Department: Fine Arts School: College of Arts and Sciences Campus: Old Westbury
Member of NYIT Since: 1979
Star Trek-esque machines, space capsules, and futuristic sports analysis are just a few things on Peter Voci's mind as he taps the potential of new areas for applying high-tech art.
"One misconception is that art and technology don't mix well and that's far from the truth," says Voci, whose fine arts technology team includes advisor and adjunct instructor Jon Squitieri (B.F.A. '97) and his son, adjunct instructor Dave Voci (B.F.A. '07).
Under Voci's leadership as chairperson and director of NYIT's M.F.A. program, course selections have flourished. There are now three M.F.A. tracks – Graphic Design, Art and Technology, and Computer Graphic Animation. He says he's embraced "opportunities that were almost unrestricted" at NYIT.
"Even when I was a student, there was something almost magical about NYIT because it was different from almost every school I had been a student or teacher in," Voci says.
In 2008, he established the state-of-the-art 3-D Motion Capture Studio in the Midge Karr Fine Arts and Design Center on the Old Westbury campus. Voci and his students use the studio equipped with more than 30 cameras to perform motion capture by recording movements and translating them into digital models for many applications.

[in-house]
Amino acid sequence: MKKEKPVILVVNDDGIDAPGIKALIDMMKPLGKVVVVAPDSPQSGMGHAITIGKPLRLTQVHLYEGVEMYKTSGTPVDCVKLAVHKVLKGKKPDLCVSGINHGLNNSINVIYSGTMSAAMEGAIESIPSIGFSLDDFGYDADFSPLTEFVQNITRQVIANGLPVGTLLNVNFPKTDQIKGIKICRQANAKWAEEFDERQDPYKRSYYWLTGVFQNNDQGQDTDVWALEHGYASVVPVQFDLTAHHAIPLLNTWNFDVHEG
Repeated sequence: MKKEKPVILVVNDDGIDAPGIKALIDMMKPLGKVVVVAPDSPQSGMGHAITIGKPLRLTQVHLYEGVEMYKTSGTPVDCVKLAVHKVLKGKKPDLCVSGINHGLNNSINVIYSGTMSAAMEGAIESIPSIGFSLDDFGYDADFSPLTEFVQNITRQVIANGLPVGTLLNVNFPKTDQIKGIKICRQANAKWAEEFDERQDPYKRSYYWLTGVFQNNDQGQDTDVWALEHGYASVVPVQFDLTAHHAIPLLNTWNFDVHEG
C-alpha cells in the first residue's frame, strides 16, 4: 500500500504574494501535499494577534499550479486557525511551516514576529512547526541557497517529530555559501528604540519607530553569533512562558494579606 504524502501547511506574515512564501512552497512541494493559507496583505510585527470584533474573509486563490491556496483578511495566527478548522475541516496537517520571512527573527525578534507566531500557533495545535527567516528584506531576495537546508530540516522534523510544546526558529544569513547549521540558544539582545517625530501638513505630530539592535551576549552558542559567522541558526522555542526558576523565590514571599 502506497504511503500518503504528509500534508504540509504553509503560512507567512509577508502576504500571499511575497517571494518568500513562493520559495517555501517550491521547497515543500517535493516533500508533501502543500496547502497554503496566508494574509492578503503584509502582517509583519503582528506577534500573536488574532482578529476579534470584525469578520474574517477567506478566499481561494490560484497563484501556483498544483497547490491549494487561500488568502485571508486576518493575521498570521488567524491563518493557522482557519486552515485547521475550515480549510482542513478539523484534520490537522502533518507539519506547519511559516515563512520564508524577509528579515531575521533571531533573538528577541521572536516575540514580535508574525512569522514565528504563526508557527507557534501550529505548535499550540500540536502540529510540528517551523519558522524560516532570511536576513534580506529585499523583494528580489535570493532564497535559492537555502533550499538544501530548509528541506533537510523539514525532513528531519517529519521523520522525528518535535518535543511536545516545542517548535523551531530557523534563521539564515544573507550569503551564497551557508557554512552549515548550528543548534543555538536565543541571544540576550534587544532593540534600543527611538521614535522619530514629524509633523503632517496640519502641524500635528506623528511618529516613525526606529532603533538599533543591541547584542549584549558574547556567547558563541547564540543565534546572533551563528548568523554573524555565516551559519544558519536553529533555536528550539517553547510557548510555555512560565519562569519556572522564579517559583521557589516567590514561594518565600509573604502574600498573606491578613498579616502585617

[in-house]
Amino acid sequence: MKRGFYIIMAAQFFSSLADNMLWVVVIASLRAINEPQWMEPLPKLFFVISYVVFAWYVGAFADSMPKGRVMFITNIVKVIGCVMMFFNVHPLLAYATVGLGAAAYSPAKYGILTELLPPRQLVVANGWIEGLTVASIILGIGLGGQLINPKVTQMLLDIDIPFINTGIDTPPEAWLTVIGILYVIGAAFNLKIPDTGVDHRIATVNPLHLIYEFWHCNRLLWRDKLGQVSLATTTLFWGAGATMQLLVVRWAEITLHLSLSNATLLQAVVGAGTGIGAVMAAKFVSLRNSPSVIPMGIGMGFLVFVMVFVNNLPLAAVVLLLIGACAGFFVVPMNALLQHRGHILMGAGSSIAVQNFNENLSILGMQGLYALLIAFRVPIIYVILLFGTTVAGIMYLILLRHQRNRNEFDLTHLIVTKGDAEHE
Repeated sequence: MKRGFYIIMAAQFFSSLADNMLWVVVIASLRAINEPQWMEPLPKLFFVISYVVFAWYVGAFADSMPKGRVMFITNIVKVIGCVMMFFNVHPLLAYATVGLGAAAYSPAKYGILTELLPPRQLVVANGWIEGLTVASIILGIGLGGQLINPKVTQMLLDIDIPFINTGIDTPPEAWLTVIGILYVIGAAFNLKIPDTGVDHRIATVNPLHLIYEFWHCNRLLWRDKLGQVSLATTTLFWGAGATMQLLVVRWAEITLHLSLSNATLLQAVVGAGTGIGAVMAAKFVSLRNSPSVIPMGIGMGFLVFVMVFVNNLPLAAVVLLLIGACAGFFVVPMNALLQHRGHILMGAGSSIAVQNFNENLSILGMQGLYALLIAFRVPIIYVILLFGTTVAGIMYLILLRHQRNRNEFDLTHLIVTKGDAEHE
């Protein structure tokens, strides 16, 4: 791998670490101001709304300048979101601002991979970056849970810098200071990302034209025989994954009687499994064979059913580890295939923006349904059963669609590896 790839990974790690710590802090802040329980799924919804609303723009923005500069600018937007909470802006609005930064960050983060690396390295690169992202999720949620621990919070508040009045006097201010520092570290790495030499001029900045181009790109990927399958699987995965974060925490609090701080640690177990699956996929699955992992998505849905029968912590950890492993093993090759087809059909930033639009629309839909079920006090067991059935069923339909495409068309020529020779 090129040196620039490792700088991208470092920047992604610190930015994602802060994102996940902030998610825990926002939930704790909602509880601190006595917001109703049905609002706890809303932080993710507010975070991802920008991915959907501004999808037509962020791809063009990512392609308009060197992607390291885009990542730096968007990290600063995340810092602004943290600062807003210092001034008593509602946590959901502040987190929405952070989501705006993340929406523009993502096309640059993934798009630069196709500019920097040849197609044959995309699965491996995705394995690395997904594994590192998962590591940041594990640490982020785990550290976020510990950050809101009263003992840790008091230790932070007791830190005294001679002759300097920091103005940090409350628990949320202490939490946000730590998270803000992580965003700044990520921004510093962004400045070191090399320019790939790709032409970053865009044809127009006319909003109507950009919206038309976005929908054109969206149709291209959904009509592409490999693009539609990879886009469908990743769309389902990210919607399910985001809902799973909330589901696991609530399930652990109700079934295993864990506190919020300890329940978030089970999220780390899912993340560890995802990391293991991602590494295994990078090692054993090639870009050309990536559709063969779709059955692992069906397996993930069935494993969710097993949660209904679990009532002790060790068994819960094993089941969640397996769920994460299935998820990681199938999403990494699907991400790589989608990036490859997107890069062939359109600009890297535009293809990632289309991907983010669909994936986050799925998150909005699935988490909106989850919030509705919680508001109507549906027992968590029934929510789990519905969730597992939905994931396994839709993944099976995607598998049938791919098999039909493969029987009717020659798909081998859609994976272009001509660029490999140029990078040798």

In addition, both the Old Westbury and Manhattan programs have rapid prototype machines to create 3-D sculptures. Images designed on a computer are sent to a 3-D printer, which yields a plastic model. Voci likens it to the Replicator, a machine that creates all sorts of objects on Star Trek.
His latest initiative is the design of a memorial for the Morrelly Homeland Security Center in Bethpage, N.Y., to commemorate the 10th anniversary of Sept 11. He chose photographs and designed the exhibit's glass towers, which house artifacts recovered from Ground Zero such as a section of a steel girder. A replica of the U.S.S. New York made of Ground Zero metal is also on display.
"The memorial tells you a story and is symbolic and makes a projection for the future," he says.
He also collaborated with Sports Learning Edge on an educational animation project for the NBA in China. Coming up in October, his research efforts of the Wailing Wall in Israel will be on display at the Discovery Gallery in Times Square.
"We're thinking of security, sports, medicine, and entertainment as areas to investigate more in the future," Voci says.
He recently completed a demo for the Office of Homeland Security to be presented to the FBI showing how motion capture technology can be used to create hostage-taking scenarios and terrorism events for training sessions. One of Voci's future goals is to work with a Major League Baseball team and the NYIT Athletics Department to apply motion capture to analyze the swing of a bat or the arc of a curveball.
"Everything that we do extends the boundaries of what people think of an art department," he says.
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